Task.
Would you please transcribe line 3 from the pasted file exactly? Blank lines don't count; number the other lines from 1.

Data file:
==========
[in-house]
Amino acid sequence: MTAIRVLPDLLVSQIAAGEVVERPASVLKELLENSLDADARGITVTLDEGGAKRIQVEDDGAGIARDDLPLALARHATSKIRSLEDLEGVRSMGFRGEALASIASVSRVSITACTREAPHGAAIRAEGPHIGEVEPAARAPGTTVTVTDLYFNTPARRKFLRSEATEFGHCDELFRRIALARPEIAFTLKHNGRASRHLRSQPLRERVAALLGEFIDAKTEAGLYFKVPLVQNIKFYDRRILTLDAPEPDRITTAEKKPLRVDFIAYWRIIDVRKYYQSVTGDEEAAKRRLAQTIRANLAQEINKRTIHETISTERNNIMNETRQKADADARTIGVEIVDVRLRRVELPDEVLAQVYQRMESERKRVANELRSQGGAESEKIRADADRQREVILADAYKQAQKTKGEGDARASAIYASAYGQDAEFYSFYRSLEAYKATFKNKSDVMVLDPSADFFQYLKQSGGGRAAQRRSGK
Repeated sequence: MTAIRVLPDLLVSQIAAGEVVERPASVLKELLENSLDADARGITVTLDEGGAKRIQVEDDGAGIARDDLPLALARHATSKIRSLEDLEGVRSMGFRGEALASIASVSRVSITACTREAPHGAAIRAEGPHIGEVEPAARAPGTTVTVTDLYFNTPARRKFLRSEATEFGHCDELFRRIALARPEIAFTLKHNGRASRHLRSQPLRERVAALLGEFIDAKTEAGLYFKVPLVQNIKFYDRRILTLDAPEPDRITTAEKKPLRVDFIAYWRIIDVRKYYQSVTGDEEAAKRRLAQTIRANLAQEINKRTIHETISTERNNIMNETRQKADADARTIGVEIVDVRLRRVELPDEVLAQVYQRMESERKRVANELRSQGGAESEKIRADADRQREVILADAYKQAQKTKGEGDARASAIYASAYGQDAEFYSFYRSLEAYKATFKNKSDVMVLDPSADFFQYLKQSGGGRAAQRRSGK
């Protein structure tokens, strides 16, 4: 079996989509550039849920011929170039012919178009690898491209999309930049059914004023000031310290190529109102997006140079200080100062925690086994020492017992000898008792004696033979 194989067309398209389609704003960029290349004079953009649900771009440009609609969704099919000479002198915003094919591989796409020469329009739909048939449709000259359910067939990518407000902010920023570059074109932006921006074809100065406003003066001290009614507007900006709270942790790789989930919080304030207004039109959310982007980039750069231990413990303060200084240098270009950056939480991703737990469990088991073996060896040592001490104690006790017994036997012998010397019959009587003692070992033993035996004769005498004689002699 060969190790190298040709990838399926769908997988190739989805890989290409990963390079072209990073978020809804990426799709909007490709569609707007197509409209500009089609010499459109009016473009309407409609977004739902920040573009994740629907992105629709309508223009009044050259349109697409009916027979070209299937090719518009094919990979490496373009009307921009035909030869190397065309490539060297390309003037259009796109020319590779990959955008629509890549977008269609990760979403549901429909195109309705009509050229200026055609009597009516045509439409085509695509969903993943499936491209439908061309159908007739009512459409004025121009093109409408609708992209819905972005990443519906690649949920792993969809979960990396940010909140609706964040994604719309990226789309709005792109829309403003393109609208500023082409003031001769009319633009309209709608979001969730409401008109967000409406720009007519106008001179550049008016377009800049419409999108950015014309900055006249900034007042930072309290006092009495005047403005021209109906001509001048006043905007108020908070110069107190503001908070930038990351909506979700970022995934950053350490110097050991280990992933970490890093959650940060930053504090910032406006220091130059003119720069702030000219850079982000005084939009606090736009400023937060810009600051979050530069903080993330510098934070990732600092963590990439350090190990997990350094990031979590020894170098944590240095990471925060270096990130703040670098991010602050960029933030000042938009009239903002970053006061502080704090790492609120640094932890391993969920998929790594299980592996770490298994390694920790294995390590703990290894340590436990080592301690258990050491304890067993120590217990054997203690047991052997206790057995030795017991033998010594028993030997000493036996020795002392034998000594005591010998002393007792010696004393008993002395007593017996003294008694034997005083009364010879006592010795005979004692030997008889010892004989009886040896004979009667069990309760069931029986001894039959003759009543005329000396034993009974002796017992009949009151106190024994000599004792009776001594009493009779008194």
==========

Repeated sequence: MTAIRVLPDLLVSQIAAGEVVERPASVLKELLENSLDADARGITVTLDEGGAKRIQVEDDGAGIARDDLPLALARHATSKIRSLEDLEGVRSMGFRGEALASIASVSRVSITACTREAPHGAAIRAEGPHIGEVEPAARAPGTTVTVTDLYFNTPARRKFLRSEATEFGHCDELFRRIALARPEIAFTLKHNGRASRHLRSQPLRERVAALLGEFIDAKTEAGLYFKVPLVQNIKFYDRRILTLDAPEPDRITTAEKKPLRVDFIAYWRIIDVRKYYQSVTGDEEAAKRRLAQTIRANLAQEINKRTIHETISTERNNIMNETRQKADADARTIGVEIVDVRLRRVELPDEVLAQVYQRMESERKRVANELRSQGGAESEKIRADADRQREVILADAYKQAQKTKGEGDARASAIYASAYGQDAEFYSFYRSLEAYKATFKNKSDVMVLDPSADFFQYLKQSGGGRAAQRRSGK